Truth, Justice and Reconciliation

To the CAREB-ACCER and broader Research Ethics Community:

There is a need for action, accountability, and change for researchers and within Research Ethics Boards. We acknowledge that everyone, including the CAREB-ACCER Board of Directors, must work harder to understand and uphold our role in truth, justice, and reconciliation. This is an initial step in a journey to understanding how we, as allies and descendants of settlers, move forward, together, and in partnership with Indigenous peoples to dismantle systemic and personal colonialism. We all have vital roles to play in confronting both the present day and historical legacies, with a focus on creating positive change now and for the future.  

To start, the CAREB-ACCER Board of Directors will take the following actions:
·         Engage in ongoing cultural competency training focusing on increasing understanding of the colonial history of Canada and its enduring legacy and the requirement for change and a transition from this colonial legacy of segregation, dis-empowerment, and dehumanization of Indigenous peoples to an equitable system that upholds the basic human rights of Indigenous people;
·          Launch a truth, justice, and reconciliation discussion series as part of our core educational offerings;
·         Equip researchers, Research Ethics Boards, and research ethics professionals with tools and resources for addressing all forms of racism and prejudice and addressing the importance of truth, justice, and reconciliation;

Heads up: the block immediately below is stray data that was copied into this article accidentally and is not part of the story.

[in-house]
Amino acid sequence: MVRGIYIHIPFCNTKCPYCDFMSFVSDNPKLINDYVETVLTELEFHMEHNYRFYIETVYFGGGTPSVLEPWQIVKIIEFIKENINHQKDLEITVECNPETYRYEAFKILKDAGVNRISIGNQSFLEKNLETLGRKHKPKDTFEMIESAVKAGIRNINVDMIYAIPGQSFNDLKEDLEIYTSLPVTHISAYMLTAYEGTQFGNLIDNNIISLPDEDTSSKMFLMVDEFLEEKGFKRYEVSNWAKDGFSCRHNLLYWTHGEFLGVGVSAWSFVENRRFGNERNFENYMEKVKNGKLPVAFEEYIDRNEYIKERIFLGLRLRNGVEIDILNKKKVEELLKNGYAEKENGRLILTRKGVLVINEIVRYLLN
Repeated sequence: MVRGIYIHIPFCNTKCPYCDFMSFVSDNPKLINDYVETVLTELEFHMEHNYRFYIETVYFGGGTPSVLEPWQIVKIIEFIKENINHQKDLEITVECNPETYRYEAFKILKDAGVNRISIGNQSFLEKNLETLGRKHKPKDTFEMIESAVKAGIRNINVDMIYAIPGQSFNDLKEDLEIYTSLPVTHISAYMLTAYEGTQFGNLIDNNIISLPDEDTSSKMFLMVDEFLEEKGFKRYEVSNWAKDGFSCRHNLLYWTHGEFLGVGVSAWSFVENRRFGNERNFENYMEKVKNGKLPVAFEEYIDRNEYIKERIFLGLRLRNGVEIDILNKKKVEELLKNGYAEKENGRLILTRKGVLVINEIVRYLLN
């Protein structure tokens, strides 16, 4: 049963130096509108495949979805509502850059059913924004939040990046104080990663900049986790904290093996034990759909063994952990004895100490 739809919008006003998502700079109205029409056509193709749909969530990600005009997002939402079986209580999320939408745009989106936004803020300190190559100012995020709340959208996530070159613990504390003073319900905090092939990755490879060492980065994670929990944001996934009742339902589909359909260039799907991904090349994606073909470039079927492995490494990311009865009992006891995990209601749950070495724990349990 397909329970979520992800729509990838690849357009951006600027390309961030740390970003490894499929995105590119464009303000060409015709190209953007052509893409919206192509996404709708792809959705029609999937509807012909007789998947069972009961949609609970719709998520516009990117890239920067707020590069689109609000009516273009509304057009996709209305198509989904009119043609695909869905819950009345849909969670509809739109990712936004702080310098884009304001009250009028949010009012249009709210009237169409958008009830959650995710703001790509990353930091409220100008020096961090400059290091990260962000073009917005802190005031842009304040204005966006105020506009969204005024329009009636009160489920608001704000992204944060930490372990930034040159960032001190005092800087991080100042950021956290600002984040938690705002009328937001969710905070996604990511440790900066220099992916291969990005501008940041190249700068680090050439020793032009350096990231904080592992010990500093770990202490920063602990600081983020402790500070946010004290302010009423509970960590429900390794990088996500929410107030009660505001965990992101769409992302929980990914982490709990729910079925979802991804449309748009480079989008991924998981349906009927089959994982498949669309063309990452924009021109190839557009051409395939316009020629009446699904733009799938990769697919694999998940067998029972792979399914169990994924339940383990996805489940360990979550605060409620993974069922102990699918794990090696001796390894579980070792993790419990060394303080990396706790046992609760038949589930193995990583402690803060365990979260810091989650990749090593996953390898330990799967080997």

·         Create space to amplify the voices of Indigenous peoples by bringing together Indigenous and non-Indigenous researchers, research participants, and topics in our educational offerings and events;
·          Share existing resources and materials, especially where relevant to the work of CAREB-ACCER members;
·         Take concrete steps and make a commitment to these recommendations going forward using co-construction with the REB community and their best practices;
·          Engaging First Nations, Inuit, and Métis Nation thought leaders and communities to establish policy recommendations.

These activities and resources are and will remain accessible to the broader Canadian research community. We know that we cannot do this work alone. We also welcome opportunities to partner with our membership as we hold ourselves accountable for doing a better job of leading the necessary work that needs to be done to dismantle existing systems of oppression and colonized thinking within the Canadian research ethics sector. We look forward to learning and growing with you.